WorkSafeBC warns that falls from ladders a major safety risk during the holiday season
Richmond, B.C. — As holiday decorations begin lighting our businesses and homes in the days ahead, WorkSafeBC is reminding workers, employers, and the public to use ladders safely.
Falls from ladders are a common source of injury in B.C., particularly at this time of year when people are putting up and taking down lights and decorations and cleaning gutters — often in cold and wet weather conditions. Every year, hundreds of people are seriously injured while using a ladder.
In 2019, there were 1,077 accepted claims as a result of falls from ladders across all industries in B.C., including 325 serious injuries and four deaths.
“To stay safe, you need to choose the right ladder for the job, ensure it’s in good working condition, and take the time to set it up and use safely,” says Barry Nakahara, senior manager, Prevention Field Services at WorkSafeBC.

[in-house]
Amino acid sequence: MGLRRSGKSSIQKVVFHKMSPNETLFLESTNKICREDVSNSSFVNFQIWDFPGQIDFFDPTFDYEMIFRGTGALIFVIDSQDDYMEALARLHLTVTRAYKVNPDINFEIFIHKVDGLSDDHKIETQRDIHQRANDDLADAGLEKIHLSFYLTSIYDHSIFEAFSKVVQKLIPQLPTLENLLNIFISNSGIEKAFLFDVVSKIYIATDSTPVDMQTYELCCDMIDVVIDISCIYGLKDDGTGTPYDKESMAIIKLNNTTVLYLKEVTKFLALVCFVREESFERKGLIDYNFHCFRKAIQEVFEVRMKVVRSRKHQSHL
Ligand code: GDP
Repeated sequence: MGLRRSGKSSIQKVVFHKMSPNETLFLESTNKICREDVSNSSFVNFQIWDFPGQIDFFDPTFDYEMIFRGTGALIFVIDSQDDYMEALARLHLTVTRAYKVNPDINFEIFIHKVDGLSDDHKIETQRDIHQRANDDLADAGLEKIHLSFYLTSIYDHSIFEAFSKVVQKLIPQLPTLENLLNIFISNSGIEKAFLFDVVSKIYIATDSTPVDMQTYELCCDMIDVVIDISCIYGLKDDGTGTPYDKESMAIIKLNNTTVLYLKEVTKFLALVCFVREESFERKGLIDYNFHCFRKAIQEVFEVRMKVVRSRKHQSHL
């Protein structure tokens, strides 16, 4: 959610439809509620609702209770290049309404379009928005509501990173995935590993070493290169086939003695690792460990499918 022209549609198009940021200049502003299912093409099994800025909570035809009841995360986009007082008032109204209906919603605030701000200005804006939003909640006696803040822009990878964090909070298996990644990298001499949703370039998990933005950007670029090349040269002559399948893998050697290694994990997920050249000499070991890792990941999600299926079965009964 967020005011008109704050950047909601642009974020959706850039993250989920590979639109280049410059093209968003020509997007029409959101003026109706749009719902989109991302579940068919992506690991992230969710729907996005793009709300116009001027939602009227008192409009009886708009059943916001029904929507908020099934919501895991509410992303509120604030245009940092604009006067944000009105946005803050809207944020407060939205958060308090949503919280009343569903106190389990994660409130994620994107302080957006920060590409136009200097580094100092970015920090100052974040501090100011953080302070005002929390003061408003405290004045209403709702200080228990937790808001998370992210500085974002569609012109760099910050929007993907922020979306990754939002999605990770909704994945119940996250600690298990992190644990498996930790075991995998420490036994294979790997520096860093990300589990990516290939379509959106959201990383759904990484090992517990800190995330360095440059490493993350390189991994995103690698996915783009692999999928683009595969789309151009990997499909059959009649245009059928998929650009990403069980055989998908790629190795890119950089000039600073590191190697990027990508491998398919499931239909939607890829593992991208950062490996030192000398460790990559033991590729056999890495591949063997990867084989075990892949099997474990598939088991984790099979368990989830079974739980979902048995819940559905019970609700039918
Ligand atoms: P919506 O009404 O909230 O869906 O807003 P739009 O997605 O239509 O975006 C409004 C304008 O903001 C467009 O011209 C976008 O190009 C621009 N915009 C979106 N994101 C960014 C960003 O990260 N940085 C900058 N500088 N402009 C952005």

WorkSafeBC urges workers and the public to use ladders safely this holiday season by following these safety tips:
- Select the appropriate ladder for the job. It must be long enough to extend one metre above the upper landing.
- Inspect the ladder to ensure it is in good working condition before each use.
- Always set up the ladder on a firm, level surface.
- Maintain three points of contact while climbing a ladder: two feet and one hand, or two hands and one foot.
- Wear slip-proof footwear.
- Don’t carry heavy or bulky objects while climbing up or down a ladder.
- Wind, rain, and snow may pose additional hazards. Avoid ladder work in inclement weather.
- Check for power lines and ensure a minimum distance of three metres can be maintained at all times before starting work.
WorkSafeBC engages workers and employers to prevent injury, disease, and disability in B.C. When work-related injuries or diseases occur, WorkSafeBC provides compensation and support to people in their recovery, rehabilitation, and safe return to work. We serve approximately 2.5 million workers and 249,000 employers across B.C.
For more information, contact:
Media Relations, WorkSafeBC